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Re: Thorny one - representing greek letters and formulae in an english page

From: Al Gilman <asgilman@iamdigex.net>
Date: Fri, 08 Feb 2002 17:12:19 -0500
Message-Id: <Version.32.20020208111934.0412acc0@pop.iamdigex.net>
To: "wai-ig list" <w3c-wai-ig@w3.org>
At 10:51 AM 2002-02-08 , Steve Carter wrote: 
One of our accessibility-course delegates has come up with something that has me stumped at this stage:  they want to represent greek letters on their page.  They currently use <FONT> to switch to the symbol font to do this, and another delegate argues for Gifs with ALT text.  My views are:
1) Font tags
Are wrong. 
2) gifs with ALT text:
Do not scale, but better for screen readers and older browsers
3) use a <SPAN> with locale change to greek
don't know if this would work, possibly more correct.  not sure about how most browsers will receive it.
4) Character entities :
Probably purest way, probably inaccessible to screen readers and older browsers
Does anybody have a view on this? or any decent resources I can review?

For one thing, character entities are usable in attribute values.  So, if you are targeting level three browsers or some such legacy window, you can do things like

<IMG TITLE="Gamma: CRT response exponent" ALT="&#unicodeNumberForTheGammaCharacterOfTheUpperOrLowerCaseAsYouWish; (Gamma)" SRC="/images/fonts/13-point/gamma.gif" CLASS="symbol math colorimetry">

This amounts to a poor man's OBJECT, q.v.

According to Lloyd a lot of screen readers would read the letter gamma as gamma anyway.  In the content guidelines work we have discussed using RUBY to insert phonetic and explanatory expansions.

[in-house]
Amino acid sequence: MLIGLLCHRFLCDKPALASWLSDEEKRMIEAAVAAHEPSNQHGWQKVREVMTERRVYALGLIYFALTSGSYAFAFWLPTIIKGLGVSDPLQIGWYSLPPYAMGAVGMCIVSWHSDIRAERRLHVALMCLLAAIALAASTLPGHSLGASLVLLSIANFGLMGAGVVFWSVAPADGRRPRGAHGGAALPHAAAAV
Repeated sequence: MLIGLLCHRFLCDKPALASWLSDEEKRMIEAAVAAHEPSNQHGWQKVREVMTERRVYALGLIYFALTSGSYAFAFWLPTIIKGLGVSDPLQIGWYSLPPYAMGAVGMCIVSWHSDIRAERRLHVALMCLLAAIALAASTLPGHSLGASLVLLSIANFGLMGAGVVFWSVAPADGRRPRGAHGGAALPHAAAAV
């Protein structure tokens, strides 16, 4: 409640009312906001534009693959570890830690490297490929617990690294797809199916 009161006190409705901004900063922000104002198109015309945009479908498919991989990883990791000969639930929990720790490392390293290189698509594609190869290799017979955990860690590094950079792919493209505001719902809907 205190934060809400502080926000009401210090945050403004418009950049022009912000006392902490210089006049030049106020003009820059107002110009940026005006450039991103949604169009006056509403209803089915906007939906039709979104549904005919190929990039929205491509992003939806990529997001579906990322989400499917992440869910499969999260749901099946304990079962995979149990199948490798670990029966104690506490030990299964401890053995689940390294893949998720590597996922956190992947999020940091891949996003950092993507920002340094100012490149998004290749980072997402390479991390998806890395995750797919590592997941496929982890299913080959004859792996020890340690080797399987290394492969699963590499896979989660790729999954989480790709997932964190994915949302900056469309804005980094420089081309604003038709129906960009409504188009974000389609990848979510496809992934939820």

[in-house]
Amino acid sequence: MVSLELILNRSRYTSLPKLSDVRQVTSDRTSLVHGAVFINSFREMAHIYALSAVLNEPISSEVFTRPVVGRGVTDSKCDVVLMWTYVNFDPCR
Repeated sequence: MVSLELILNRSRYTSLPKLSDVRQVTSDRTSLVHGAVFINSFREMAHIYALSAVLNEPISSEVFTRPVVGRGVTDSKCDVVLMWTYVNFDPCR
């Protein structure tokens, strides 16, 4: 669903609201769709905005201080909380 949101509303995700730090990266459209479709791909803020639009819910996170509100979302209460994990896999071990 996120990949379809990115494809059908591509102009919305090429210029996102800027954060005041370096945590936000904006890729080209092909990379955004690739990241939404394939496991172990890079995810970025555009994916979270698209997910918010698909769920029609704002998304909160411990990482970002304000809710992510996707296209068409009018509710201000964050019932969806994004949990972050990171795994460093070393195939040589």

In 20:20 hindsight we should have defined a SYMBOL entity in HTML and used it for acronyms, instead of getting people all tied up in knots arguing about which symbols are true ACRONYMs and which aren't.  But that's hindsight.

If the person in your group is working with a class in an organized institutional setting, they should look into getting members of the class to upgrade their browser to something that supports MathML and take the high-tech route.  Because they probably want to go for expressions and equations, too, and not just a few symbols here and there.

GIFs and ALTs are still a practical approach in some contexts.  Consult the EASI and MAVIS pages for more.

EASI Equal Access to Software and Information


Mathematics Accessible to Visually Impaired Students


In general, as Kynn says, the gamma is the sign but you didn't tell us the sense that goes with that sign.  How to handle it in the page coding depends on that sense.

Received on Friday, 8 February 2002 17:11:57 UTC

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